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< 2.5 Data Structure - Sets | Contents | 2.7 Introducing Numpy Arrays >

Data Structure - Dictionaries

We introduced several sequential data type in the previous sections. Now we will introduce you a new and useful type - Dictionaries. It is a mapping type, which makes it a totally different type than the ones we talked before. Instead of using a sequence of numbers to index the elements (such as lists or tuples), dictionaries are indexed by keys, which could be a string, number or even tuple (but not list). A dictionary is a key-value pairs, and each key maps to a corresponding value. It is defined by using a pair of braces { }, while the elements are a list of comma separated key:value pairs (note the key:value pair is separated by the colon, with key at front and value at the end).

dict_1 = {'apple':3, 'oragne':4, 'pear':2}
{'apple': 3, 'oragne': 4, 'pear': 2}

Within a dictionary, elements are stored without order, therefore, you can not access a dictionary based on a sequence of index numbers. To get access to a dictionary, we need to use the key of the element - dictionary[key].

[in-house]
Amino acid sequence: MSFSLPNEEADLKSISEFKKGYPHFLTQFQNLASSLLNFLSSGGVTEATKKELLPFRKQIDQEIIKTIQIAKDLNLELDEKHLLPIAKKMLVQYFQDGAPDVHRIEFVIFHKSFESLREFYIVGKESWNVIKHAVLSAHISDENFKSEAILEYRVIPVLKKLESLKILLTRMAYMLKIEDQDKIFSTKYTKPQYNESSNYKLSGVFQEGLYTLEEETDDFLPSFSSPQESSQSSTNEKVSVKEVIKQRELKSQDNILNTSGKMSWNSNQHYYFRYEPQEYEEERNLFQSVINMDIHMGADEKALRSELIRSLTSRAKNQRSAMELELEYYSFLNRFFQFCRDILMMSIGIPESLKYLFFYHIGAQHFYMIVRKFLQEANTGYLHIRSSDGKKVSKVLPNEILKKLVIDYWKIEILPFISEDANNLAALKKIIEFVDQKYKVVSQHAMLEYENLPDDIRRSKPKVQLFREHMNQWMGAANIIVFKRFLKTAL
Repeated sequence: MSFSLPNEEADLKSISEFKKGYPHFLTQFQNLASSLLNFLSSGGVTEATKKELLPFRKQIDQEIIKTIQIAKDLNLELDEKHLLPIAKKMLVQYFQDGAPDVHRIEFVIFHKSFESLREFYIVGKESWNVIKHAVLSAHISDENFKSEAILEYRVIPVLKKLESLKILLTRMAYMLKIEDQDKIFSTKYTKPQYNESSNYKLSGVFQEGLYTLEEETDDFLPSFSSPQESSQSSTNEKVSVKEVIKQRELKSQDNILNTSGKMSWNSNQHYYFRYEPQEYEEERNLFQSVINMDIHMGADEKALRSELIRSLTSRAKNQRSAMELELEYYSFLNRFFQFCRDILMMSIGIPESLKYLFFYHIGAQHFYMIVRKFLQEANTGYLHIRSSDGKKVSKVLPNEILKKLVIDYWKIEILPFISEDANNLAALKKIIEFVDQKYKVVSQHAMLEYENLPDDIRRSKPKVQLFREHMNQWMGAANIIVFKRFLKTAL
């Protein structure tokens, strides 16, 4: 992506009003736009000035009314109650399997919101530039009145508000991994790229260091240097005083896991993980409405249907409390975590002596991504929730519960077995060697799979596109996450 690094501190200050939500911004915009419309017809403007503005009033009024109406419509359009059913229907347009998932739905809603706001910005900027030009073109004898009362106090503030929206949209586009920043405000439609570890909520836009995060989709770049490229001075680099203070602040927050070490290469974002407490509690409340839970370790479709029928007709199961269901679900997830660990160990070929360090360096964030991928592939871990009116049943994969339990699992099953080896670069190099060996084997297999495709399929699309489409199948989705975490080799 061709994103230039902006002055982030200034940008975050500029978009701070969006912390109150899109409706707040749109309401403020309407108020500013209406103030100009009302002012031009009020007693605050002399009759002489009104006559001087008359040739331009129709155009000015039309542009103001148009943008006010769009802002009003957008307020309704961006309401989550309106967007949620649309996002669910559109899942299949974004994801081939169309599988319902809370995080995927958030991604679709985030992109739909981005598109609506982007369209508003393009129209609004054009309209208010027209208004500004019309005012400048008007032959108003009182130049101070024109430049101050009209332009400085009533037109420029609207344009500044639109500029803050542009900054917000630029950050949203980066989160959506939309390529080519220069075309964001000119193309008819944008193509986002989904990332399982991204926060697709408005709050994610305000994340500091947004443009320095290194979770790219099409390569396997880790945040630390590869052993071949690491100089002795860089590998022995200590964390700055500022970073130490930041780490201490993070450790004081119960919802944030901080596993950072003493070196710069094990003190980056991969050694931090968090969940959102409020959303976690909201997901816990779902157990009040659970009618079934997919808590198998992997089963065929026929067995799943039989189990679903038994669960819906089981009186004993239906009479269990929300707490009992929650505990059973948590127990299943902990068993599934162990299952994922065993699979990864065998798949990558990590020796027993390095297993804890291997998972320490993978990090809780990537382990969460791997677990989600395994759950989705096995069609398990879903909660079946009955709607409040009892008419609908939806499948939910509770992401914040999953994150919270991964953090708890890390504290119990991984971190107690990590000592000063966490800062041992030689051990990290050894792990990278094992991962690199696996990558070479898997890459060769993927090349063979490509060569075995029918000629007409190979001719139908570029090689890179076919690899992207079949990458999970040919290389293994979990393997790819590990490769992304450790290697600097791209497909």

TRY IT! Get the element ‘apple’ from dict_1.


We could get all the keys in a dictionary by using the keys method, or all the values by using the method values.

TRY IT Get all the keys and values from dict_1.

dict_keys(['apple', 'oragne', 'pear'])
dict_values([3, 4, 2])

We could also get the size of a dictionary by using the len function.


We could define an empty dictionary and then fill in the element later. Or we could turn a list of tuples with (key, value) pairs to a dictionary.

TRY IT! Define an empty dictionary named school_dict and add value “UC Berkeley”:”USA”.

school_dict = {}
school_dict['UC Berkeley'] = 'USA'
{'UC Berkeley': 'USA'}

TRY IT! Add another element “Oxford”:”UK” to school_dict.

school_dict['Oxford'] = 'UK'
{'UC Berkeley': 'USA', 'Oxford': 'UK'}

TRY IT! Turn the list of tuples [(“UC Berkeley”, “USA”), (‘Oxford’, ‘UK’)] into a dictionary.

dict([("UC Berkeley", "USA"), ('Oxford', 'UK')])
{'UC Berkeley': 'USA', 'Oxford': 'UK'}

We could also check if an element belong to a dictionary using the operator in.

TRY IT! Determine if “UC Berkeley” is in school_dict.

"UC Berkeley" in school_dict

TRY IT! Determine whether “Harvard” is not in school_dict.

"Harvard" not in school_dict

We could also use the list function to turn a dictionary with a list of keys. For example:

['UC Berkeley', 'Oxford']

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